There are positives and negatives to the busy holiday season. While it’s great fun to celebrate and exchange gifts with loved ones, there can be a considerable amount of stress associated with spending money, cooking meals and cleaning house - especially for women. In the United States alone, nearly half of all women report higher levels of stress during the holidays, while only a third of men would say the same.
This is hardly surprising given the expectations placed on women during this time of year, both by society and sometimes even ourselves. If you’re someone who plays the role of party planner, chef, baker, interior designer, and designated shopper, we urge you to slow down and address your own needs this year - for the sake of your body and mind.
The women’s health specialists at Genesis Women’s have seen how high stress levels can be severely detrimental to overall wellness. Here are just a few of the negative effects on women’s health that make checking in with yourself so important during the busy holiday season:
High levels of stress can affect your menstrual cycle in a variety of different ways. According to the American Journal of Epidemiology, women who spend prolonged time in high-stress scenarios (especially at work) have a 50% higher risk of experiencing shortened menstrual cycles, meaning multiple periods in less than a month’s time that may or may not be predictable. Women under stress also report heavier flow than usual, as well as more severe symptoms of pain and lethargy. Before your period begins, you may even feel more severe PMS symptoms than normal, including mood swings that can feel like genuine depressive episodes.
The pH (or acidity content) of the vagina is determined by a balance of healthy and unhealthy bacteria. High levels of stress can negatively affect your immune system, lowering your body’s natural defenses and throwing off this delicate balance. This can lead to a higher risk of contracting uncomfortable yeast infections and various bacterial ailments. Vaginal yeast infection symptoms include itching, burning, swelling, rashes, and thick, white, odorless discharge around the vagina and vulva.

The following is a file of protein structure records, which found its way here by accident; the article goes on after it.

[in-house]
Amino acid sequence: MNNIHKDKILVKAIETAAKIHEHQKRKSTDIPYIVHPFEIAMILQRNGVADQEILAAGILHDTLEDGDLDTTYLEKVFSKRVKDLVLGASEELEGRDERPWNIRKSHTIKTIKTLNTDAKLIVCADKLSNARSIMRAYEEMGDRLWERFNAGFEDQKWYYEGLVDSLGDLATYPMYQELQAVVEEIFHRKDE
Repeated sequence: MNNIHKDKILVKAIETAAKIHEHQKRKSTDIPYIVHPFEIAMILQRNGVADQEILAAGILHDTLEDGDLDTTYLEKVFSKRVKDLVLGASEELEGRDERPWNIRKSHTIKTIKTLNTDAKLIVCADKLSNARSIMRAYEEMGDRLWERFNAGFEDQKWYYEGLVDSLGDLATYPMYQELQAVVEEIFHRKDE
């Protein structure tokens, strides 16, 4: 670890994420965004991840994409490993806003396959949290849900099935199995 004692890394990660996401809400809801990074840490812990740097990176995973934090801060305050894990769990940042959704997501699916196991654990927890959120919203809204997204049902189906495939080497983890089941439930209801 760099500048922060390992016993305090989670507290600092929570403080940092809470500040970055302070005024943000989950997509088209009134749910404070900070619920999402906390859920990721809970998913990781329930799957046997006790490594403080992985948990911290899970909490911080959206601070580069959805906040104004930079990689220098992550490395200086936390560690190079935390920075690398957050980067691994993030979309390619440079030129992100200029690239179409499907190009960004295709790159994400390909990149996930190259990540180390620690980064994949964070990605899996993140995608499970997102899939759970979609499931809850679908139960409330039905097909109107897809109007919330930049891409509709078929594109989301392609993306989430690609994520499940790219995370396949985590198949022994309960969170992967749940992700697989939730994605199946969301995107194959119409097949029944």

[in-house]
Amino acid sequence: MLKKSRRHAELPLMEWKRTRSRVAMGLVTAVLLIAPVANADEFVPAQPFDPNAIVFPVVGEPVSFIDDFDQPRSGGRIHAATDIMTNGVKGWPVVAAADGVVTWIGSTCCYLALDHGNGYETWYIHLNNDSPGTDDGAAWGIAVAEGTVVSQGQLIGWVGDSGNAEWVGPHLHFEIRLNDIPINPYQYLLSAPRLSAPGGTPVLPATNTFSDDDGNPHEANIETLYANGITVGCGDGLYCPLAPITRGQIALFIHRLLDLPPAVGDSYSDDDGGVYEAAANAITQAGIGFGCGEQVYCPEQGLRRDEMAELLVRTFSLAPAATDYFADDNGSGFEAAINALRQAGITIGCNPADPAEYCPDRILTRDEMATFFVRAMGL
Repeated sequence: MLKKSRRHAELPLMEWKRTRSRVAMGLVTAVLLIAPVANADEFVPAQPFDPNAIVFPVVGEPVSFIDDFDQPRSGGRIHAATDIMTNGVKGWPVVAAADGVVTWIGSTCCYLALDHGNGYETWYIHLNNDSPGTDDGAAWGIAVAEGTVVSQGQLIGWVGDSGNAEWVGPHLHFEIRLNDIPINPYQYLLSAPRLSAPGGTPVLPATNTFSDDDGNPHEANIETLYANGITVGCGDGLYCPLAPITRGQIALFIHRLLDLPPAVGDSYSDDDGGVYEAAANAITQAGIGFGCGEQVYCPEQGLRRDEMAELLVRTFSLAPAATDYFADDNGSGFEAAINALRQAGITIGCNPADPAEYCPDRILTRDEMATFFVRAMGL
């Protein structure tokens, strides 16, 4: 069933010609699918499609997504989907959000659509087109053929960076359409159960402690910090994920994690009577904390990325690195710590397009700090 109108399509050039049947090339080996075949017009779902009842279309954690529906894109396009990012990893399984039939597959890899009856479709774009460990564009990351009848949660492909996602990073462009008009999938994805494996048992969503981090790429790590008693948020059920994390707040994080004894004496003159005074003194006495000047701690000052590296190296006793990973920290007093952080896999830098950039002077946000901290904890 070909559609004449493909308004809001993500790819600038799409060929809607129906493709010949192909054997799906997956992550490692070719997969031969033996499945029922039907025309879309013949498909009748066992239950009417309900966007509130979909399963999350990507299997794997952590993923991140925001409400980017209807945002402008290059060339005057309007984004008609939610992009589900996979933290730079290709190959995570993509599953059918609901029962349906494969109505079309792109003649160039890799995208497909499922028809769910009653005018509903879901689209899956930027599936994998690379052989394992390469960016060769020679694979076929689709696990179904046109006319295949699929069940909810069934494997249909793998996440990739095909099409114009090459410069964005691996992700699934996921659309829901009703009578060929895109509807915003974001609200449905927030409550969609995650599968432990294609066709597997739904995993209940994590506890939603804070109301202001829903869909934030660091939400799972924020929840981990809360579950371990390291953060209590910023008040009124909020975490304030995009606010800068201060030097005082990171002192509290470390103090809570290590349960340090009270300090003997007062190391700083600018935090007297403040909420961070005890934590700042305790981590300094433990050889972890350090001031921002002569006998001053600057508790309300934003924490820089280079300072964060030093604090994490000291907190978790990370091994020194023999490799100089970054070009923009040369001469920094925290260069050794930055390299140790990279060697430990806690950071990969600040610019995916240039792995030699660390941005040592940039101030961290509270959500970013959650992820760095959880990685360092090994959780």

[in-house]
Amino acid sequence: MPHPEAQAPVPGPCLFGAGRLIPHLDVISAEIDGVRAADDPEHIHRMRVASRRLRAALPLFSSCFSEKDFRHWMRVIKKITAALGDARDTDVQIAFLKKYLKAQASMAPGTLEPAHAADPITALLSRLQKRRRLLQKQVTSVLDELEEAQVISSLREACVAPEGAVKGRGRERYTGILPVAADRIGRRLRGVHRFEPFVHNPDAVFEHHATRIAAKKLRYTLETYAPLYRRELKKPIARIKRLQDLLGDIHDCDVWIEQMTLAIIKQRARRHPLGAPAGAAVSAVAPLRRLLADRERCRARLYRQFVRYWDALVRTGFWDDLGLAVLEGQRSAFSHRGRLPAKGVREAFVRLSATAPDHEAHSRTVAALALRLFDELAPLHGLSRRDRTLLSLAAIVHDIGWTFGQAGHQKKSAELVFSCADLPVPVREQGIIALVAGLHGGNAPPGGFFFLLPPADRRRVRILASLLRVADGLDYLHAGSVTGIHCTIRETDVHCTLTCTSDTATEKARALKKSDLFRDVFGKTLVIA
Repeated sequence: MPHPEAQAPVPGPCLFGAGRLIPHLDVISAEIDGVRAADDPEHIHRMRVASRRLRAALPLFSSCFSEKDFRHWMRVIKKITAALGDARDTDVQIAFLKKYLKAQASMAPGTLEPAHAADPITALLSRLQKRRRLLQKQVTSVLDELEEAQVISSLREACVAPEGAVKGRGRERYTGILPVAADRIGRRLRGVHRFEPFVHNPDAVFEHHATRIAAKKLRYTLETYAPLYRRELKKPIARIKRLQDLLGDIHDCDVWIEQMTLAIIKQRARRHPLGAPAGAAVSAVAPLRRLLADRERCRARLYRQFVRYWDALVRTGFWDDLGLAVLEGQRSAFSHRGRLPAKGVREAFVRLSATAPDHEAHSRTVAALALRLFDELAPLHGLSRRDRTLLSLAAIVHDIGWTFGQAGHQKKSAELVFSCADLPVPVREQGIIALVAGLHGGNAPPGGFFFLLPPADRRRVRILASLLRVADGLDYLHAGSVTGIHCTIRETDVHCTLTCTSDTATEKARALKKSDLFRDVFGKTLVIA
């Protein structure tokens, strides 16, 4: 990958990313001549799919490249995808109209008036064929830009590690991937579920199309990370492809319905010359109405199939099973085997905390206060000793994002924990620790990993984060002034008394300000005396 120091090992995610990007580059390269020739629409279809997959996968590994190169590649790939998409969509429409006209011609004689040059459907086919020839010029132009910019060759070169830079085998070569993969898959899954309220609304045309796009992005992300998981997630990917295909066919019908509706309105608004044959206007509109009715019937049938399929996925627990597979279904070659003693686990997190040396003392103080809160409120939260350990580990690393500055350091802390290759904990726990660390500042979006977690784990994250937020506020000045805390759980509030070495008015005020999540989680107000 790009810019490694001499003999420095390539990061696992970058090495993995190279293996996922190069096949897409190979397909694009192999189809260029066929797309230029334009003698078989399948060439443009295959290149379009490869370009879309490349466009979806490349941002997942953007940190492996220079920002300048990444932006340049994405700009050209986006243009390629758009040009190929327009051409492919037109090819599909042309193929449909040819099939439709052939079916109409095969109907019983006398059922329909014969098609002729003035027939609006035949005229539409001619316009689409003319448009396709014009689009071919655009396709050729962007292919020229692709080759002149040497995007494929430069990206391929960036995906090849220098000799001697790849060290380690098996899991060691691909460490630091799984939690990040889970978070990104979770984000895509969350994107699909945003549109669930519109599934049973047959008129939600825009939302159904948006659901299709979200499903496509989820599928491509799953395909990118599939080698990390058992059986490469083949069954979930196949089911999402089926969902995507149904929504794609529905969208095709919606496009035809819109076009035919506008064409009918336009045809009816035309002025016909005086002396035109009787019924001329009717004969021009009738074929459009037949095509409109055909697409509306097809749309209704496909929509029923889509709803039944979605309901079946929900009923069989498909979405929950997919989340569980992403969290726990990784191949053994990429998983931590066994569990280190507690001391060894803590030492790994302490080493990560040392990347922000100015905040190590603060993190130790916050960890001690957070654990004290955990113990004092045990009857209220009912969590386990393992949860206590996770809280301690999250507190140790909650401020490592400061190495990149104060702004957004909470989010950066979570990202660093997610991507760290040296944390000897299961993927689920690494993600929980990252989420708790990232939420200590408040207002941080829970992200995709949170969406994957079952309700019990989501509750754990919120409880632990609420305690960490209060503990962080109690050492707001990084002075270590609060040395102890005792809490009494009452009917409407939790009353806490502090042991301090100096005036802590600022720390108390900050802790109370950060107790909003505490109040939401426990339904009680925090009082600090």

Studies on depression in men vs women have shown that women are twice as likely as men to be depressed. Women are also at a higher risk of developing anxiety disorders such as general anxiety, Post Traumatic Stress Disorder (PTSD) and Obsessive-Compulsive Disorder (OCD). Due to our body’s physical responses to stressors, unmanageable levels of stress can trigger or exacerbate all of these conditions.
Women under high stress can begin to display a number of physical symptoms that affect various parts of the body. Some of these symptoms include:
- Stomach and bowel issues: Women under stress sometimes experience stomach upset, nausea and diarrhea. Irritable Bowel Syndrome (IBS) is also twice as common in women, and flare-ups can be triggered by stress.
- Heart problems: Prolonged stressful situations can lead to high blood pressure, resulting in an increased risk of stroke and heart attack.
- Headaches: Women are more prone to tension headaches and severe migraines than men, both of which are related to or worsened by stress.
Sex Drive and Fertility
Finally, stress can have an impact on a woman’s sex life and pose an obstacle to fertility when trying to conceive. Women who are under a great deal of stress tend to have a lower sex drive, feel distracted during sex, or may even experience discomfort due to vaginal dryness. Women under stress also have more difficulty getting pregnant, and for those who want to build a family, this may even become an additional stressor.
While coping techniques are always helpful, the best thing you can do when faced with holiday stress is to reach out for help when you need it. If you’re feeling overwhelmed, don’t be afraid to ask a spouse, sibling, parent or friend for a little support. You deserve it!
Experiencing any of these symptoms? Dr. Waltrip and the women’s health center at Genesis Women’s Health are always here to answer questions and help you find relief. If you’re ready to reach out, either as a new or existing patient, please request an appointment at (724) 488-4963, or via our practice’s Patient Portal.